Collection
WPA field recordings in Key West and Jacksonville (January 1940 recording expedition)

WPA field recordings in Key West and Jacksonville (January 1940 recording expedition)

Date
1940-01
Description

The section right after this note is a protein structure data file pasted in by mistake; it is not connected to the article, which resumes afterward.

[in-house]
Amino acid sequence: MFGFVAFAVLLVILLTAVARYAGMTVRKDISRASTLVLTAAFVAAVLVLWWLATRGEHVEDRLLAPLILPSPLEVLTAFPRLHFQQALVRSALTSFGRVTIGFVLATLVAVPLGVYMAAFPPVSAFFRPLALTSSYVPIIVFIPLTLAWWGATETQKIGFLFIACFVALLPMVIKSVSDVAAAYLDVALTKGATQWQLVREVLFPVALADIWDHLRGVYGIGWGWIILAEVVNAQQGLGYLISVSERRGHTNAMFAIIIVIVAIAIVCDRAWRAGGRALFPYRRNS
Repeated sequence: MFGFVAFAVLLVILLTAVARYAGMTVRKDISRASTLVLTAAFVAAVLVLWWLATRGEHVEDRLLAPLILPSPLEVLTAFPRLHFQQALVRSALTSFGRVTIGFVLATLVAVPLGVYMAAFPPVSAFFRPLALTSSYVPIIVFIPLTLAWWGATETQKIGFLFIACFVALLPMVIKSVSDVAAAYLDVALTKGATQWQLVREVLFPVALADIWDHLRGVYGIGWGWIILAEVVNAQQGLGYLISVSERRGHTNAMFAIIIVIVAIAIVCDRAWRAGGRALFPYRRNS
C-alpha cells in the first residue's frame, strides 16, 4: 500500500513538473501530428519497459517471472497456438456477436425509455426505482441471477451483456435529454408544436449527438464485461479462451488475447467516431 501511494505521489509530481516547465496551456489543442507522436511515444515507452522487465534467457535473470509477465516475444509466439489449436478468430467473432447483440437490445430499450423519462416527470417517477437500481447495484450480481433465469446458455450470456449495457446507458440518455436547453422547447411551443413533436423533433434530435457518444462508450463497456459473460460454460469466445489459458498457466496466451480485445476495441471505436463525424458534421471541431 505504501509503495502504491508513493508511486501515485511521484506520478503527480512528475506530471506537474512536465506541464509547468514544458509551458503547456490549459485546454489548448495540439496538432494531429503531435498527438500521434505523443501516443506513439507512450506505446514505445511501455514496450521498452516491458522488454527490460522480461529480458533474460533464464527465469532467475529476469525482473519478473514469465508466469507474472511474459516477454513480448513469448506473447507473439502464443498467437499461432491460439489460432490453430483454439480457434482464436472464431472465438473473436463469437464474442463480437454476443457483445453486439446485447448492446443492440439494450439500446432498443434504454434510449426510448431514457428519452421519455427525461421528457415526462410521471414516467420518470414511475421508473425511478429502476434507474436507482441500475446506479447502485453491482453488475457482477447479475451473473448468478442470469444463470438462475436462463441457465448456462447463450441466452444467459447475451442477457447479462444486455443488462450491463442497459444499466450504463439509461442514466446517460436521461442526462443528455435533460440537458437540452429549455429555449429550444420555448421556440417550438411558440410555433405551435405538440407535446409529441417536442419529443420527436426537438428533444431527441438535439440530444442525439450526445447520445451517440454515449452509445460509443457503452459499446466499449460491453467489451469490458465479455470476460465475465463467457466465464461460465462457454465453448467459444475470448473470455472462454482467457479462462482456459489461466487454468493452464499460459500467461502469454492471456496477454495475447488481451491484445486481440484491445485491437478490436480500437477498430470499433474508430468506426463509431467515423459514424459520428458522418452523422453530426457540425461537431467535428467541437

One reel to reel. These recordings were created by Florida folklorist Kennedy and photographer Cook in January 1940. They created a total of eighteen 12-inch acetate records that month. On this recording Rolle plays with his band on several Bahamian folk songs in Key West; White telling stories and songs; and the 85 year old Barnwell, who grew up on a plantation in Nassau County. She tells stories of her 'mammies,' and sings songs from her childhood. For more detailed information on the recordings, see S 1579, box 3, for copies of the original LOC indexes. The Works Progress Administration (WPA) - after 1939, the Works Projects Administration - was a work-relief program created in 1935 by the Roosevelt Administration that employed over 8.5 million people between 1935 and 1943. One of its programs was the Federal Writers Project (FWP), which included the Folklore Section. This section conducted fieldwork, recording songs, traditions, and stories across the nation. Originally created to gather material for the American Guide Series, but later emphasis was placed upon fieldwork for preservation of folk traditions for future use. In Florida, the FWP was based out of Jacksonville, and directed by historian Carita Doggett Corse. Folklorist Stetson Kennedy directed the Florida Folklife section. Seven recording expeditions were conducted in Florida. Two were conducted between 1935 and 1937, before the creation of the Florida Folklore Section: one by Alan Lomax and Zora Neale Hurston, and the other by John and Ruby Lomax. After 1939, five more were conducted by Florida's FWP staff: Kennedy, Hurston, Robert Cook, Alton Morris, Corse, Robert Cornwell, John Filareton, and Herbert Halpert (of the Joint Committee on Folk Art's Southern Recording Expedition.) Recording equipment was loaned to Florida's WPA program by the Library of Congress' Archive of the American Folk Song (later the American Folk Center). The field recordings were made on acetate disks, usually recorded at 78 rpm (although occasionally at 33 rpm). Because these disks were shipped from Washington DC to Florida, then to the recording site, and then back to Washington, these disks often were not of the highest sonic quality. Several had surface scratches and many had various recording speeds. In 1986, the FFP staff made copies of many of these recordings onto reel to reels for inclusion to the Florida Folklife Archive. The originals are still housed with the Library of Congress.